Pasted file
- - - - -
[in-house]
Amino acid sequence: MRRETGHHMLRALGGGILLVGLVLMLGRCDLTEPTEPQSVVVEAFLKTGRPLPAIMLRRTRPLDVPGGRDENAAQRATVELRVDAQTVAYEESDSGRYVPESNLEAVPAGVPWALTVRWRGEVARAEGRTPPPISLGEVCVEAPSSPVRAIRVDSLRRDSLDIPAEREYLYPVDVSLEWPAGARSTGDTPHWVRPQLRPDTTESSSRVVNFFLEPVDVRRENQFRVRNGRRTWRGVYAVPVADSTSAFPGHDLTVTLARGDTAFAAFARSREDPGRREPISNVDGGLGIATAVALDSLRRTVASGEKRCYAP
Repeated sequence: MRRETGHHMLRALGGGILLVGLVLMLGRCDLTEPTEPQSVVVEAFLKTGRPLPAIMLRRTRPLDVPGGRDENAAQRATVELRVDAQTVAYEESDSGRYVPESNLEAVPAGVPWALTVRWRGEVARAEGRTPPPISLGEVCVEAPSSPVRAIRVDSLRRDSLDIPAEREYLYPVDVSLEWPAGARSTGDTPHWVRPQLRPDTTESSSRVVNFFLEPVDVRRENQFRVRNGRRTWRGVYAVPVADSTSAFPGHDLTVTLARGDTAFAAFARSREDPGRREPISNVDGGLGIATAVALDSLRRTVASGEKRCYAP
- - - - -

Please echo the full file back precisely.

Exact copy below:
[in-house]
Amino acid sequence: MRRETGHHMLRALGGGILLVGLVLMLGRCDLTEPTEPQSVVVEAFLKTGRPLPAIMLRRTRPLDVPGGRDENAAQRATVELRVDAQTVAYEESDSGRYVPESNLEAVPAGVPWALTVRWRGEVARAEGRTPPPISLGEVCVEAPSSPVRAIRVDSLRRDSLDIPAEREYLYPVDVSLEWPAGARSTGDTPHWVRPQLRPDTTESSSRVVNFFLEPVDVRRENQFRVRNGRRTWRGVYAVPVADSTSAFPGHDLTVTLARGDTAFAAFARSREDPGRREPISNVDGGLGIATAVALDSLRRTVASGEKRCYAP
Repeated sequence: MRRETGHHMLRALGGGILLVGLVLMLGRCDLTEPTEPQSVVVEAFLKTGRPLPAIMLRRTRPLDVPGGRDENAAQRATVELRVDAQTVAYEESDSGRYVPESNLEAVPAGVPWALTVRWRGEVARAEGRTPPPISLGEVCVEAPSSPVRAIRVDSLRRDSLDIPAEREYLYPVDVSLEWPAGARSTGDTPHWVRPQLRPDTTESSSRVVNFFLEPVDVRRENQFRVRNGRRTWRGVYAVPVADSTSAFPGHDLTVTLARGDTAFAAFARSREDPGRREPISNVDGGLGIATAVALDSLRRTVASGEKRCYAP